Where the traditional visual arts are the subject of the first two essays, the third, by Russell Field, addresses contemporary Canadian film. Specifically, Field examines two recent Canadian sport films – Score: A Hockey Musical and Breakaway to address the myth of hockey as a signifier of Canadian national identity. Field finds promise in both films to critique or interrogate this myth, particularly its gendered and racialized components. The musical format of Score and the main character’s emphasis on skill over violence offer possible disruptions to the traditional view of the game. And in Breakaway Field notes that the focus on the immigrant experience – in this particular case a Sikh-Canadian hockey team – opens up a potential critique of the racialized nature of ‘Canada’s game.’ However, in both cases Field argues that the films come up short, ultimately preaching assimilation rather than resistance or critique with the result that hockey’s gendered and racialized characteristics remain in tact.
The final two essays of the special issue take up the relationship between sport, images and embodiment. Anu M. Vaittinen’s essay addresses the role of the visual in shaping coaches’ and athletes’ knowledge in Mixed Martial Arts (MMA). Vaittinen combines participant observation research with interviews in two North East England MMA gyms to address the visual in ‘ways of knowing MMA.’ She examines television, print media and the Internet (including social media) as key sites through which transnational information flows are utilized in building discrete, local knowledges of the sport. The author stresses the need for ethnographic approaches in addressing the visual and sport as a way to move beyond the more typical treatment of images as texts. As she shows, MMA fighters and coaches are not passive consumers of visual content but actively critique, debate, produce and disseminate visual material as they build their own embodied knowledge of the sport.
Like Vaittinen’s, Lianne McTavish’s and Patrick J. Reed’s project employs ethnographic research; however, in this case it is an auto-ethnography of McTavish’s transformation into a figure girl competitor. The piece included here is part of McTavish’s larger project of the Feminist Figure Girl in which she documented and wrote about her experience training to be a figure girl competitor. The photographer, Patrick J. Reed, worked alongside McTavish documenting the often mundane and banal realities of body-building and figure competition from nutrition and training to costume design and the application of spray-tan. The result is a ‘photo-dialogue’ that does more than present a behind-the-scenes view of figure girl competitions; instead, the images and McTavish’s and Reed’s commentary offer up reflections on biopower, aesthetics, feminism, and body politics. As a result the project further underlies the productive potential for creative, ethnographic approaches in addressing sport and the visual.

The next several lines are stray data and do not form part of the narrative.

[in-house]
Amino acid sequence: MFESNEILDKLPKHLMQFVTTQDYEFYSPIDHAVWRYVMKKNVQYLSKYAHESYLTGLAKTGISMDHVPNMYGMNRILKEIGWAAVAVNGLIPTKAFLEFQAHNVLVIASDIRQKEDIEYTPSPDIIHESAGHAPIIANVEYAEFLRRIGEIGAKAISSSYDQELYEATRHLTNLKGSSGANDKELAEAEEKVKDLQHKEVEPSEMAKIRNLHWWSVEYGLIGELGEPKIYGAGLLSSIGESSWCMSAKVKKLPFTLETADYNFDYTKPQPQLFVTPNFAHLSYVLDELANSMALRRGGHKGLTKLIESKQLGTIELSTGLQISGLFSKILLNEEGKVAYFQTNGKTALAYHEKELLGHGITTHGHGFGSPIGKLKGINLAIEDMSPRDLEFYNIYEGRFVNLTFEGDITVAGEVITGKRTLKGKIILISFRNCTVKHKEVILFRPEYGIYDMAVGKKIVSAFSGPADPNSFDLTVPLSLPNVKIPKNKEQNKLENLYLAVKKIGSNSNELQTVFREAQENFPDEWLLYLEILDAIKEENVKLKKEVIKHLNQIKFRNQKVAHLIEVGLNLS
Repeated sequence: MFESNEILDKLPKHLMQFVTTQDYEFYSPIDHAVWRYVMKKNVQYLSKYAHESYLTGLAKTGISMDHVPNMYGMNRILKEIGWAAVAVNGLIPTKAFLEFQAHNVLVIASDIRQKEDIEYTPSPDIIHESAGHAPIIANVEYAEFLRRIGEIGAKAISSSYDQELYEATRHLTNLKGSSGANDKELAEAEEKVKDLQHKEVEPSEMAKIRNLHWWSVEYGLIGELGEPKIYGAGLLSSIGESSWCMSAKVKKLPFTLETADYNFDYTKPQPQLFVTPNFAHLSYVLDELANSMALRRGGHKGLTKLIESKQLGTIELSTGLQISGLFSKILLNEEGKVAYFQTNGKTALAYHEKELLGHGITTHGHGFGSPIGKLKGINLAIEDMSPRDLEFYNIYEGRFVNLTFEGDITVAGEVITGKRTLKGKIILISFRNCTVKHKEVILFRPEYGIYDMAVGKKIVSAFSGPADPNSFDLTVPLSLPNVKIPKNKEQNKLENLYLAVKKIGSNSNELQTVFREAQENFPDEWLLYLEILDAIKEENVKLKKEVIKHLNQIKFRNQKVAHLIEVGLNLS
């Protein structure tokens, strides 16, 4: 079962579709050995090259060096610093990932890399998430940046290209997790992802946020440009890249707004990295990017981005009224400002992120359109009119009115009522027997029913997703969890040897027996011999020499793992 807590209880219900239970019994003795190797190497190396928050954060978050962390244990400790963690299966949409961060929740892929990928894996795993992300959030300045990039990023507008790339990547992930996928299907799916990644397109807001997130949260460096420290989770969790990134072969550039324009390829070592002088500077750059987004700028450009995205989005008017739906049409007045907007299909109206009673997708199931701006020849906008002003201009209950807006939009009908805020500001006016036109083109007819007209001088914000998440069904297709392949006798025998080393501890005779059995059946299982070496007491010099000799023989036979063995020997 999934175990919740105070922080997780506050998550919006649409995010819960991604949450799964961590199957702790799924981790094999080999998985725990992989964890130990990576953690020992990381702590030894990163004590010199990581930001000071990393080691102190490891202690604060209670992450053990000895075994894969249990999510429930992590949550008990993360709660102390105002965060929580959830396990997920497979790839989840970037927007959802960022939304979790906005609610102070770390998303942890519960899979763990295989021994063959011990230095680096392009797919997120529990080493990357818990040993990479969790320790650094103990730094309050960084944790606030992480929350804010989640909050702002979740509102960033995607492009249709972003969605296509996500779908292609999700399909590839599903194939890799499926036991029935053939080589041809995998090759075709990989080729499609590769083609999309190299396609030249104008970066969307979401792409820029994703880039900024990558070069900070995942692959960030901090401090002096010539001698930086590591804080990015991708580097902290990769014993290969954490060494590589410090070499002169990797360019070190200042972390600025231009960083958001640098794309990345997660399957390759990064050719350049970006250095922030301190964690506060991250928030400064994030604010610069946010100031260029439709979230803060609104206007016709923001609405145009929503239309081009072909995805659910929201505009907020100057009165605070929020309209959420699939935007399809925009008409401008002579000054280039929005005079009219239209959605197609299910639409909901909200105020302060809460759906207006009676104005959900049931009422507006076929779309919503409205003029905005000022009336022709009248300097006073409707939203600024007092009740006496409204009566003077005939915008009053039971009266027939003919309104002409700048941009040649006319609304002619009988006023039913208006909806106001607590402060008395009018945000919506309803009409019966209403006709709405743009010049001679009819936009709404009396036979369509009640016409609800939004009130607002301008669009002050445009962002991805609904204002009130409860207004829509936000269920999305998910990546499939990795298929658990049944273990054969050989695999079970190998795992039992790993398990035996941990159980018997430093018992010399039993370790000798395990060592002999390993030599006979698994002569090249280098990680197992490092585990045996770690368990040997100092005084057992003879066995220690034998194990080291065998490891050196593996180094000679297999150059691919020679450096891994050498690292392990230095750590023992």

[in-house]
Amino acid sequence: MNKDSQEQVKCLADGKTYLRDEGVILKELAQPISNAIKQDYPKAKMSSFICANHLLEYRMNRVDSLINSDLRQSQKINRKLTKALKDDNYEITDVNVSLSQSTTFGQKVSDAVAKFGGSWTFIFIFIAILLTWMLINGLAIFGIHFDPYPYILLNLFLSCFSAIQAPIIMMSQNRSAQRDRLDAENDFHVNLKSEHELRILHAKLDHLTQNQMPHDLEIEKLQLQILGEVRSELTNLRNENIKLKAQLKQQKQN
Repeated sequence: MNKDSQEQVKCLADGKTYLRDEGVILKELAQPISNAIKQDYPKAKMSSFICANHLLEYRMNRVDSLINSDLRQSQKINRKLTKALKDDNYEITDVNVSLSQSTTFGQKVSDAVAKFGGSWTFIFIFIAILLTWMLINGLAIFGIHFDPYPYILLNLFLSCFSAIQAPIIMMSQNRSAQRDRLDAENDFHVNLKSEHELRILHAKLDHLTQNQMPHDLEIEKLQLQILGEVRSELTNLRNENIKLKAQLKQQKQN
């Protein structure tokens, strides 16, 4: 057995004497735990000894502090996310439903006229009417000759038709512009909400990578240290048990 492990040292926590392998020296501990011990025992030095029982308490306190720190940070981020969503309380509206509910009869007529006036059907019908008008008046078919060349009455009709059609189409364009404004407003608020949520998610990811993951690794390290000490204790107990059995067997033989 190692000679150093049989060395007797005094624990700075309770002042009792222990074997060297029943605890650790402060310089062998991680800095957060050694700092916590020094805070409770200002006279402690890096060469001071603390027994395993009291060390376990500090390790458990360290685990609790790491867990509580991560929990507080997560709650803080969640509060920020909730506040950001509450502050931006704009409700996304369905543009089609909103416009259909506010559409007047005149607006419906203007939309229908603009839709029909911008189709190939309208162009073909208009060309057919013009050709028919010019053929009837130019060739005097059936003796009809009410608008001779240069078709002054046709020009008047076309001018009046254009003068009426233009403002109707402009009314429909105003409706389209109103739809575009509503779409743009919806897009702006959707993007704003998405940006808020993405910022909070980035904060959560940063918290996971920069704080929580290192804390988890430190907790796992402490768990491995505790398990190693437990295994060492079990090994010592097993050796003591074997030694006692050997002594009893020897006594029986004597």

This special issue has very much been a labour of love and I want to thank Ludmilla, Rick, Robin, Russell, Anu, Lianne, and Patrick for their contributions and conversations. Thanks to Scott Pound and Darren Wershler for their initial support of the project and to Michael Nardone for making it all happen.
TABLE OF CONTENTS
“Looking into the Past,” An Interview with Ludmilla Jordanova, by Jonathan Finn
Robin Veder, “Seeing the Skeleton and Feeling the Form”
Lianne McTavish and Patrick J. Reed, “Feminist Figure Girl: A Photographic Dialogue”
Image: from Animal Locomotion